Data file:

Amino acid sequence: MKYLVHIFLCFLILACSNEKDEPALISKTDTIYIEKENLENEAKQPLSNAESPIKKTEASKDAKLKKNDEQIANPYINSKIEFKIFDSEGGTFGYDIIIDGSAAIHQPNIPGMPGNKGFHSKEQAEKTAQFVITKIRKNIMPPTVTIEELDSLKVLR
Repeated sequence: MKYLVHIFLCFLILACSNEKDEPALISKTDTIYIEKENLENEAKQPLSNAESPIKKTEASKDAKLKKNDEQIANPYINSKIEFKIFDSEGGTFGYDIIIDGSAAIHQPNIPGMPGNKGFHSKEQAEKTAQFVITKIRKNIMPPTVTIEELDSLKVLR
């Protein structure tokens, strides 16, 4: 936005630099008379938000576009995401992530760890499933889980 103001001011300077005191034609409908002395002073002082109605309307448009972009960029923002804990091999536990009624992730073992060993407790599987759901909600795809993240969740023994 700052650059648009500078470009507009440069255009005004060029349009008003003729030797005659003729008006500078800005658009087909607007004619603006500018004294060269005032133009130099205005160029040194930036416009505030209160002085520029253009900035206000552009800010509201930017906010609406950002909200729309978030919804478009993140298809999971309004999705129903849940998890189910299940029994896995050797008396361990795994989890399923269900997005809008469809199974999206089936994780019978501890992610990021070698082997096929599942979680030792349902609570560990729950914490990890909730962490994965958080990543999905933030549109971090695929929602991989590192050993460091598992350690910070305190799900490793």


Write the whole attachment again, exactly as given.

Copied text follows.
Amino acid sequence: MKYLVHIFLCFLILACSNEKDEPALISKTDTIYIEKENLENEAKQPLSNAESPIKKTEASKDAKLKKNDEQIANPYINSKIEFKIFDSEGGTFGYDIIIDGSAAIHQPNIPGMPGNKGFHSKEQAEKTAQFVITKIRKNIMPPTVTIEELDSLKVLR
Repeated sequence: MKYLVHIFLCFLILACSNEKDEPALISKTDTIYIEKENLENEAKQPLSNAESPIKKTEASKDAKLKKNDEQIANPYINSKIEFKIFDSEGGTFGYDIIIDGSAAIHQPNIPGMPGNKGFHSKEQAEKTAQFVITKIRKNIMPPTVTIEELDSLKVLR
């Protein structure tokens, strides 16, 4: 936005630099008379938000576009995401992530760890499933889980 103001001011300077005191034609409908002395002073002082109605309307448009972009960029923002804990091999536990009624992730073992060993407790599987759901909600795809993240969740023994 700052650059648009500078470009507009440069255009005004060029349009008003003729030797005659003729008006500078800005658009087909607007004619603006500018004294060269005032133009130099205005160029040194930036416009505030209160002085520029253009900035206000552009800010509201930017906010609406950002909200729309978030919804478009993140298809999971309004999705129903849940998890189910299940029994896995050797008396361990795994989890399923269900997005809008469809199974999206089936994780019978501890992610990021070698082997096929599942979680030792349902609570560990729950914490990890909730962490994965958080990543999905933030549109971090695929929602991989590192050993460091598992350690910070305190799900490793």